Posted October 22, 2018 in All
Action for the Wild has supported The Orangutan Foundation for a number of years, having donated over £40,000 to date.
The Orangutan Foundation’s aim is to conserve the critically endangered Bornean orangutan and its globally important forest habitat. The Lamandau Wildlife Reserve is a 158,000-acre protected area where the Orangutan Foundation work. A recent survey estimated there is a population of more than 500 orangutans, more than half of these were rehabilitated, reintroduced or translocated from the wild. The Foundation is safeguarding the orangutan population in the reserve, through habitat protection, the provision of veterinary care, and ongoing monitoring.
Action for the Wild’s funds have supported the Indonesian vet’s salary, funded rescue and translocation activities and provided funds for the care of a blind orangutan, called Aan.
There are five orangutan release camps in the reserve. Each camp is used as a base from which Orangutan Foundation staff monitor the orangutans and provide supplementary feeding when necessary. At three of the release camps, they have facilities for young orangutans in a soft-release programme. Currently 10 orangutans, aged between two and six-years-old, are based at the facilities and the vet and camp staff monitor their health and progress. The orangutans are taken out into the forest, twice a day, for a few hours to learn the skills they need such as climbing, finding food and nest-building.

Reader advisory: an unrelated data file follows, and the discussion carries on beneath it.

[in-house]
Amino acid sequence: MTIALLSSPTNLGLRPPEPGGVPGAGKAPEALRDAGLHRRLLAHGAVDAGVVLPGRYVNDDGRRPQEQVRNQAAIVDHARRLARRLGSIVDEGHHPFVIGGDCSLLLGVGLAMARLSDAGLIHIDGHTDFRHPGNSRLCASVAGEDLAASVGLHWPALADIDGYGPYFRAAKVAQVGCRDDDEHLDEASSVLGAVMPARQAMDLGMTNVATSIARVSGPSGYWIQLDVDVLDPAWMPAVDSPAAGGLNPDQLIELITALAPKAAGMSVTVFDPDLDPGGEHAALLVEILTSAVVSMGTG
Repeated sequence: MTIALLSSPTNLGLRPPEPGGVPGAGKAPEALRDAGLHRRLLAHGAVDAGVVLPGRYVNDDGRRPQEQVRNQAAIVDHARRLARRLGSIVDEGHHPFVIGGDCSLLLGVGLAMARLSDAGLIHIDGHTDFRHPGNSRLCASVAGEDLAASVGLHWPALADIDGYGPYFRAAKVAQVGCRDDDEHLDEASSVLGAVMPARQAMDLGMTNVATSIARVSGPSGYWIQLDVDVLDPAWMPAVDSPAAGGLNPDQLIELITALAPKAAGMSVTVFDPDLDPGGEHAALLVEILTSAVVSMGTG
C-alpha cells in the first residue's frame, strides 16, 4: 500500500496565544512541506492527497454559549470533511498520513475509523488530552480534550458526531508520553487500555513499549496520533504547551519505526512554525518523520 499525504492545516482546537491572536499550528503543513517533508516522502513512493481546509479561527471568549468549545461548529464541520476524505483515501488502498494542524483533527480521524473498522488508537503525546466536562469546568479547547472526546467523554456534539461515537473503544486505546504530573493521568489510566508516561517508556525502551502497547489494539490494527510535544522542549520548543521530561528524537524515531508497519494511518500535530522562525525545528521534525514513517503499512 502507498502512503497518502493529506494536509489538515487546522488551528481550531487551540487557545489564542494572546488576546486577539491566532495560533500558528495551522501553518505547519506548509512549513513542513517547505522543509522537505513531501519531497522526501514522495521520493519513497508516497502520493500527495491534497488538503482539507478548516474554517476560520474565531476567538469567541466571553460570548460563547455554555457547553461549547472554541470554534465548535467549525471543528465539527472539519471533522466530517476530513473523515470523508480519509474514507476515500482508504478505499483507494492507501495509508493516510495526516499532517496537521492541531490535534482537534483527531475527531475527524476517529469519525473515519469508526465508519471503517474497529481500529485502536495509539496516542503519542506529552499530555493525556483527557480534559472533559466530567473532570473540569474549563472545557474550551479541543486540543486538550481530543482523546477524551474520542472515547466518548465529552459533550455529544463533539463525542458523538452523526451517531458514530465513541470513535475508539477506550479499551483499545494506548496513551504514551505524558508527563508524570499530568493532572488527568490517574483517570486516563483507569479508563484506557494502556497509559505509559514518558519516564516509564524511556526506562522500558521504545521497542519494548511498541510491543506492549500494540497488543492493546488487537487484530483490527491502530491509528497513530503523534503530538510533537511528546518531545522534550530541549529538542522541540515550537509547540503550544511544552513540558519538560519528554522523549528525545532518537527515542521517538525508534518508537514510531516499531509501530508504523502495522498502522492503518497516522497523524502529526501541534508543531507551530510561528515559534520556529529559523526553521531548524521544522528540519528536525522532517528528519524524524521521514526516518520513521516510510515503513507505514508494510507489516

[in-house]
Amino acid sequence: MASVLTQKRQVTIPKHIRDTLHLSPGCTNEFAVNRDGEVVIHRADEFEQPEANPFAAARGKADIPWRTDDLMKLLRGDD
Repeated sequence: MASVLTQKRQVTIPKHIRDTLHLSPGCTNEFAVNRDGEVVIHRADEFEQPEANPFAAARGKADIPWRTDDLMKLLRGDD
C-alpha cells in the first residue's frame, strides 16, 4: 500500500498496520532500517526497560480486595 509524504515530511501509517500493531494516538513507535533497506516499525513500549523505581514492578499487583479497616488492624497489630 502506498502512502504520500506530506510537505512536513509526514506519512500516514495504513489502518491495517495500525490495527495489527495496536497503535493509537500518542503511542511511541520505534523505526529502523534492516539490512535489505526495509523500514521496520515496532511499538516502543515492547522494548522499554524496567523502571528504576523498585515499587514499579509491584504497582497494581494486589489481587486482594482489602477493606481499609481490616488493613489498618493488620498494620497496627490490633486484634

At Camp Gemini, they have a large enclosure for the blind orangutan, Aan. She can never be released back into the wild after being shot in an oil-palm plantation. The focus is on Aan’s long-term care and welfare, including enrichment, with new strong ropes sourced and shipped from Java.
The Foundation has feeding platforms, approximately 1 km from each camp, for orangutans who have been released back into wild but may require extra provisioning. This provides an opportunity to check on the orangutans, especially those that have given birth. Each orangutan has its own record, and these are updated at each feeding as to whether they are present or absent and significant behaviours such as matings, pregnancies and the condition of the orangutans are noted down. In August 2018, staff observed 19 orangutans, including their offspring, at the Camp Gemini feeding site. This year they have observed two births to reintroduced orangutans, a positive sign that the population is healthy and growing.
Positively, the number of orangutan rescues has dropped significantly this year compared to 2016 and 2017. The Orangutan Foundation and the wildlife department have been running a socialisation campaign to raise awareness about human-orangutan conflicts and what to do if people encounter an ape in order to reduce the number of orangutans being injured or killed. The Orangutan Foundation are cautiously optimistic that the fall in the numbers needing rescue maybe due to this campaign. They believe there was a peak in 2016, due to the previous year’s forest fires which devastated vast areas of orangutan habitat. In Central Kalimantan, there has also been a reduction in the rate of forest clearance for oil-palm plantations.